“In the summer of 1991 my mother beat a man to death with a twenty-two ounce Erstwing framing hammer and I fell in love with Tess Wolff,” writes Maksik in the opening lines of his third novel. The story unfolds in scenes and memories and pleas as his narrator, a bipolar man who lives an isolated life in the Pacific Northwest, yearns for Tess to return to him.
Caroline Leavitt (San Francisco Chronicle) is drawn in by the narrative intensity. “Maksik’s writing has the strange, dangerous gleam of madness, as Joe pivots from normality to mental illness, a state of ‘thick tar inching through my body’ along with ‘a blue-black bird, its talons piercing my lungs.’ There’s a rapid-fire intimacy to the novel because Joe talks to us as if he were hunched on a bar stool, grabbing our hands and insisting we listen because he’s barely hanging on and he’s trying to put a narrative to his life.”
David Vann (New York Times Book Review) has quibbles (“Maksik is a good writer. His characters are credible, he excels at evoking the mood of a particular time and place, and there’s an impressive range of material across his three novels. So it’s a shame he has drunk the postmodernist Kool-Aid.”). And praise: “Tess is fiery and strange, her love with Joe described in some very fine moments. And Joe’s shifting relationship with his father is generous and unexpected; Maksik has an expansive and affecting vision of human capacity.”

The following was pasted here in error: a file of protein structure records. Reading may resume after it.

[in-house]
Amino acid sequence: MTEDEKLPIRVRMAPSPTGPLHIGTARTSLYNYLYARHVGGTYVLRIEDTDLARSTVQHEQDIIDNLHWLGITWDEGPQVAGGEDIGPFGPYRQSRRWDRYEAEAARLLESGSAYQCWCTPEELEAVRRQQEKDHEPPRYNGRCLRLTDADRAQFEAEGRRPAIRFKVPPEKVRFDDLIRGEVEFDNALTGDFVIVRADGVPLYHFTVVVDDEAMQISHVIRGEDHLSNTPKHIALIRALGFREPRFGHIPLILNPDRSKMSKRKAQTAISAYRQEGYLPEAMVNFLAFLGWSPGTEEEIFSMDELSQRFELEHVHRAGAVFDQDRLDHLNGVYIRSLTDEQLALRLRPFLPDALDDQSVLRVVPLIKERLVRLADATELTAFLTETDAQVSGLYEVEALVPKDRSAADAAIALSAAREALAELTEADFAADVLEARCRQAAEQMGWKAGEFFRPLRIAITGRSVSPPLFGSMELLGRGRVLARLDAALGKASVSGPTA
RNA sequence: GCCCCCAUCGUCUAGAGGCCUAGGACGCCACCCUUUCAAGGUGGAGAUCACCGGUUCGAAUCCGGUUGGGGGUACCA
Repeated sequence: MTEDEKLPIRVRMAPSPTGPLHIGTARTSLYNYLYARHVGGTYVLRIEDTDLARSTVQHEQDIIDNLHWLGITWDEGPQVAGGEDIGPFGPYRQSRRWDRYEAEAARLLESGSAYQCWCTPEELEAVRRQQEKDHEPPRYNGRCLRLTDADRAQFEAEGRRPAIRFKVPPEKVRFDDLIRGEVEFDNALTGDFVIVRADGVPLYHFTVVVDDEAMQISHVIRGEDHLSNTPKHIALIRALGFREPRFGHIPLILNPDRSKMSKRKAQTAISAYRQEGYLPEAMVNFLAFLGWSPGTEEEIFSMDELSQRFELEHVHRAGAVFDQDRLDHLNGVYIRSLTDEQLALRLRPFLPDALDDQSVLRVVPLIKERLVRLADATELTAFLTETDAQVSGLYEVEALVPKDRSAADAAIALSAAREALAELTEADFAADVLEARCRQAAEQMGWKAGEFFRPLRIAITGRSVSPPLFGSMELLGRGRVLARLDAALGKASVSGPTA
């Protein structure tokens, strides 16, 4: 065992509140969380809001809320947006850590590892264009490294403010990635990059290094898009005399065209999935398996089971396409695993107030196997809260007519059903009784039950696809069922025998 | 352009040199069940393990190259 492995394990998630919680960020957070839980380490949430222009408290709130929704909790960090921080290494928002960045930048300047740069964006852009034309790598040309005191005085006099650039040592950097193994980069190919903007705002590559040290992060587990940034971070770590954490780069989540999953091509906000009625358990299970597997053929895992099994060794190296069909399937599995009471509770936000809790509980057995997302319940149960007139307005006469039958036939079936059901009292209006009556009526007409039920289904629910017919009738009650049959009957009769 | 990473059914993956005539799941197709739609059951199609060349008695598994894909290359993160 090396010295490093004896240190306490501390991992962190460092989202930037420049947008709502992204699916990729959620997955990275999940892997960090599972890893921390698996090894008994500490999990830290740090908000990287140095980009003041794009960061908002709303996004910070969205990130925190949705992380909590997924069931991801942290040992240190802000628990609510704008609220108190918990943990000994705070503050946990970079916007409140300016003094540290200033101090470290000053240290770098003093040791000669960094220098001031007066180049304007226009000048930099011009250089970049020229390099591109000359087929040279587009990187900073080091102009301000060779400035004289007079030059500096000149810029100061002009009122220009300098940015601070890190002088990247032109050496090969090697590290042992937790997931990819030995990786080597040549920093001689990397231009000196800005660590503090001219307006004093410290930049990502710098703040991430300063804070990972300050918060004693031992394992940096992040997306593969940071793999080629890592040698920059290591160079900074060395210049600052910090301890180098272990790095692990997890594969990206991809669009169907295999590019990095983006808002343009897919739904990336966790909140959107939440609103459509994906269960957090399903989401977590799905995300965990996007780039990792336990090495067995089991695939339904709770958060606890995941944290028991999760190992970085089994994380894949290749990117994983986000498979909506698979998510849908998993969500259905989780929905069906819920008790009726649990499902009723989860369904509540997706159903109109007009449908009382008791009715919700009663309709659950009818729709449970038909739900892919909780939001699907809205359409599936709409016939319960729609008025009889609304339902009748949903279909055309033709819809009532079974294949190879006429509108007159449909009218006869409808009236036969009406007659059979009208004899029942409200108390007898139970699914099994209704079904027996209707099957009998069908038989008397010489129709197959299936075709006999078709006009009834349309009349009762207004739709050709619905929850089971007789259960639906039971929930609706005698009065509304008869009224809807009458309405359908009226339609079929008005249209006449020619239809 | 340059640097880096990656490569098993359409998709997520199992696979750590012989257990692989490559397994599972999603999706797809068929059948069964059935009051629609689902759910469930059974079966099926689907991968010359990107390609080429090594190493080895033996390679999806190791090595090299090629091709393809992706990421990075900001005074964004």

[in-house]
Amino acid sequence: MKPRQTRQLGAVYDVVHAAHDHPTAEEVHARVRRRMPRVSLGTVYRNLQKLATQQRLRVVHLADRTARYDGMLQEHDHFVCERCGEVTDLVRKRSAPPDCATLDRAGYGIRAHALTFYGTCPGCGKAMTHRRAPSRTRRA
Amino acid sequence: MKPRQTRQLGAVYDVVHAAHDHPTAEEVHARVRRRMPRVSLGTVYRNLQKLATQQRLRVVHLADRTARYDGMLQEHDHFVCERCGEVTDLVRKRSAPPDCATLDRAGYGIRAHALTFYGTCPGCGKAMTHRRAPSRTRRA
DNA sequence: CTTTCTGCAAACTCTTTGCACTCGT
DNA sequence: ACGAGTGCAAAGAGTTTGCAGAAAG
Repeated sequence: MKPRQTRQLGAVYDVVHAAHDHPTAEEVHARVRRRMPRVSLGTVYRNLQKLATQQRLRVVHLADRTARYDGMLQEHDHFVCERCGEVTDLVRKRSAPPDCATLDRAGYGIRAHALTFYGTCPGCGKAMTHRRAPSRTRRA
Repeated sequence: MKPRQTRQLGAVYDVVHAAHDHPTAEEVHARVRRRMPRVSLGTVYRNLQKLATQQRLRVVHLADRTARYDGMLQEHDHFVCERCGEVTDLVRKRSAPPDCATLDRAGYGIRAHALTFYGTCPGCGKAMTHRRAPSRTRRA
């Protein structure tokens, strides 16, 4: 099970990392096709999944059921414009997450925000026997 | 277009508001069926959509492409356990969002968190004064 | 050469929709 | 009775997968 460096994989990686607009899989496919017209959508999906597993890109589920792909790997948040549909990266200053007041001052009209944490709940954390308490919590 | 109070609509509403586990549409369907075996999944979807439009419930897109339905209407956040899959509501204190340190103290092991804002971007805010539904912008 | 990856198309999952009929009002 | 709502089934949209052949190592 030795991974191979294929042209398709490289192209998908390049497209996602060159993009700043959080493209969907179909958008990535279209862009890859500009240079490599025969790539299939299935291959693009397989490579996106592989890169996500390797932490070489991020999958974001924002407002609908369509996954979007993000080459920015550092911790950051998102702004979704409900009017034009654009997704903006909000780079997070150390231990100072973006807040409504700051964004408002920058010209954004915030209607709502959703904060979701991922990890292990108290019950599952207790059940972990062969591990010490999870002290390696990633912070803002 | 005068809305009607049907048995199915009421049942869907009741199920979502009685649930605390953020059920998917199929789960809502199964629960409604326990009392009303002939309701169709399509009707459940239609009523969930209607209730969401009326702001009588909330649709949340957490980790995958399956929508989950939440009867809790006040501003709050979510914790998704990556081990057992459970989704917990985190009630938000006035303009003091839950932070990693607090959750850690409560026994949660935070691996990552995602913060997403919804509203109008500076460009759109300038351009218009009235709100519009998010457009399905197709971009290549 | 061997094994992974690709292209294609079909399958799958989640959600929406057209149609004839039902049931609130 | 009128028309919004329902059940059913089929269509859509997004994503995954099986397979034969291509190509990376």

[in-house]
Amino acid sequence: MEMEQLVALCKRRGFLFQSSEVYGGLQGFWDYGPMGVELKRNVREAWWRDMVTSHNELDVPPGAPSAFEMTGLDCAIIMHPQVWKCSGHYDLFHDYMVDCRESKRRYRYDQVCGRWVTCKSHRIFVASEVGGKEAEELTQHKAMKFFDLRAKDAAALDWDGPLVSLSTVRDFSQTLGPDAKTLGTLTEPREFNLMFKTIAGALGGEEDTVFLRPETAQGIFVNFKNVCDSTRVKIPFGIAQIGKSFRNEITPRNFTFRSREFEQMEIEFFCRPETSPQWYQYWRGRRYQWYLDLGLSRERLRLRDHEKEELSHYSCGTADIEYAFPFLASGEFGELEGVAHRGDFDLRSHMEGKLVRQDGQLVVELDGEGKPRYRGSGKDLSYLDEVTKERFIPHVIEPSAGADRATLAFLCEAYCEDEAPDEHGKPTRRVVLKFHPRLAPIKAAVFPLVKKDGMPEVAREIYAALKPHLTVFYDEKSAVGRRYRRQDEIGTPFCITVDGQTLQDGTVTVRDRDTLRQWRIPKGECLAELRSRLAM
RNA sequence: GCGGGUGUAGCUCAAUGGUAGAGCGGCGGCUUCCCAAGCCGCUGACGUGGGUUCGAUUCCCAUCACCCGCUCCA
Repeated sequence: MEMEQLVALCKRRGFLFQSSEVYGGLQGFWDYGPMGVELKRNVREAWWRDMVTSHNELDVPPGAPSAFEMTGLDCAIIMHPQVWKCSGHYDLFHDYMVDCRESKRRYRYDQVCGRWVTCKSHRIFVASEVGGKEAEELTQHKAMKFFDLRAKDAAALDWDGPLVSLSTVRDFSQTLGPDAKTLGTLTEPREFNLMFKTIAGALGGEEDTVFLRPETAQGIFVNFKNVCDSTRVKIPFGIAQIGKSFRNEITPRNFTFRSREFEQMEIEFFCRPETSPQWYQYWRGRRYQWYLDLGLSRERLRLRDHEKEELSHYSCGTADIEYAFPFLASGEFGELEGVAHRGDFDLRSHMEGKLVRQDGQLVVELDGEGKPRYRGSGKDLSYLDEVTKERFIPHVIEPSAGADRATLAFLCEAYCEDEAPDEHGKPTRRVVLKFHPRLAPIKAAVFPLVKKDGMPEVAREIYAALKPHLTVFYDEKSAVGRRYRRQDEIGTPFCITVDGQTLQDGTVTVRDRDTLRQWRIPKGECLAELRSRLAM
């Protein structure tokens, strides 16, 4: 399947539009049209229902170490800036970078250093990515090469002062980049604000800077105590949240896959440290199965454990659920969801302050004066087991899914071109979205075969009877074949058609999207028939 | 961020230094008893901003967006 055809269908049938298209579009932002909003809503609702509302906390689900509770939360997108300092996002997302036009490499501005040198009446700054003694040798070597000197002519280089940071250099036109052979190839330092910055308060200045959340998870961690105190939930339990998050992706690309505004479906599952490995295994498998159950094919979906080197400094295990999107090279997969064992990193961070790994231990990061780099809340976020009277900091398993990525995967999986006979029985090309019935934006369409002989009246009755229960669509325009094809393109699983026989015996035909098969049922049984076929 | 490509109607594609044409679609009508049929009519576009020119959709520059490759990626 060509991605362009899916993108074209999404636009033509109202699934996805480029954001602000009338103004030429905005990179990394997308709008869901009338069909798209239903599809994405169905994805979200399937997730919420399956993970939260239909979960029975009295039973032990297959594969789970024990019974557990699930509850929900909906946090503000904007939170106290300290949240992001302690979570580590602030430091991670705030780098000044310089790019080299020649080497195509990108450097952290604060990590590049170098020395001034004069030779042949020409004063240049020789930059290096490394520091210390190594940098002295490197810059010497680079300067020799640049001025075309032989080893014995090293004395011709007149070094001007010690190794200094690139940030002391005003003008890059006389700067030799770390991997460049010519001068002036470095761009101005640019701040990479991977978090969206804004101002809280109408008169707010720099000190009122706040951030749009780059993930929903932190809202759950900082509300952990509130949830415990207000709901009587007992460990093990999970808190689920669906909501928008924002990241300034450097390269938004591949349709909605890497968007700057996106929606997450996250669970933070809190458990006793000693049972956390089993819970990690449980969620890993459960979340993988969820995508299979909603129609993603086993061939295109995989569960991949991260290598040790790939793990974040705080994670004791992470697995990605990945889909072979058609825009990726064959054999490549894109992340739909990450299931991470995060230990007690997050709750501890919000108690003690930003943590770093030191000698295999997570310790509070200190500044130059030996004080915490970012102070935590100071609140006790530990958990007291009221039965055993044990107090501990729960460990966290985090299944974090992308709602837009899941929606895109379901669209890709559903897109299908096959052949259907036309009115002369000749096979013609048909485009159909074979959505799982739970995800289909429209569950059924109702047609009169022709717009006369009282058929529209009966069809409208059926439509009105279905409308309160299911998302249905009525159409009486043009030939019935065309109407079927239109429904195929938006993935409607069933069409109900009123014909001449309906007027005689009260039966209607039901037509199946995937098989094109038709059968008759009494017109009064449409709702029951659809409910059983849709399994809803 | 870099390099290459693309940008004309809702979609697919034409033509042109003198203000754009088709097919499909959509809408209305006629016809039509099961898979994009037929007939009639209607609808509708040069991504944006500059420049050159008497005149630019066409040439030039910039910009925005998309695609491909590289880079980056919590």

Rob Cline (Cedar Rapids Gazette) calls Shelter in Place “an exceptional look at the vagaries of bipolar disorder, as well as a powerful consideration of family (both blood and chosen), violence against women (and in response to that violence), and the overwhelming power of love (even when that love comes at a high cost).”